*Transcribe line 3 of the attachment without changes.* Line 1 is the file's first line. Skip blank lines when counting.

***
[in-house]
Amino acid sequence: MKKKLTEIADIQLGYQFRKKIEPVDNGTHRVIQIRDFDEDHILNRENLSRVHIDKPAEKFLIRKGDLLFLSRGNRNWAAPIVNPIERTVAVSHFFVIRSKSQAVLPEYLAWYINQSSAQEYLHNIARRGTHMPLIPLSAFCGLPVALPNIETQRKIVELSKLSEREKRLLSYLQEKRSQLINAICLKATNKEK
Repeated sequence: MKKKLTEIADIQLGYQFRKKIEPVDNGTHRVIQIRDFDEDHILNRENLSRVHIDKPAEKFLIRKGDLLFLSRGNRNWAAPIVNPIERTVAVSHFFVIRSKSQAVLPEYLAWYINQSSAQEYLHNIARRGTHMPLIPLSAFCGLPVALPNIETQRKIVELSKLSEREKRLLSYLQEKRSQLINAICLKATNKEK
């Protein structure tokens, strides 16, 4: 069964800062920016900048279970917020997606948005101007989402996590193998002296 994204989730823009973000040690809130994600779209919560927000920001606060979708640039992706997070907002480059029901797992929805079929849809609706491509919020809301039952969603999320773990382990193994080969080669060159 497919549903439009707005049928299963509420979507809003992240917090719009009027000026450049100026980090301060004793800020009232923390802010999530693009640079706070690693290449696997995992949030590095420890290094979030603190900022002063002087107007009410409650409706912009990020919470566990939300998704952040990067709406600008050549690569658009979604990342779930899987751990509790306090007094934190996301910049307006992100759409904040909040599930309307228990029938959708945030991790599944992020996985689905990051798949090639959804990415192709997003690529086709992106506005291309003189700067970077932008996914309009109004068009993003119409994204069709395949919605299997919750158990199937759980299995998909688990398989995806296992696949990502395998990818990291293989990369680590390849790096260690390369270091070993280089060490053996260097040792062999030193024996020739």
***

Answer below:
Repeated sequence: MKKKLTEIADIQLGYQFRKKIEPVDNGTHRVIQIRDFDEDHILNRENLSRVHIDKPAEKFLIRKGDLLFLSRGNRNWAAPIVNPIERTVAVSHFFVIRSKSQAVLPEYLAWYINQSSAQEYLHNIARRGTHMPLIPLSAFCGLPVALPNIETQRKIVELSKLSEREKRLLSYLQEKRSQLINAICLKATNKEK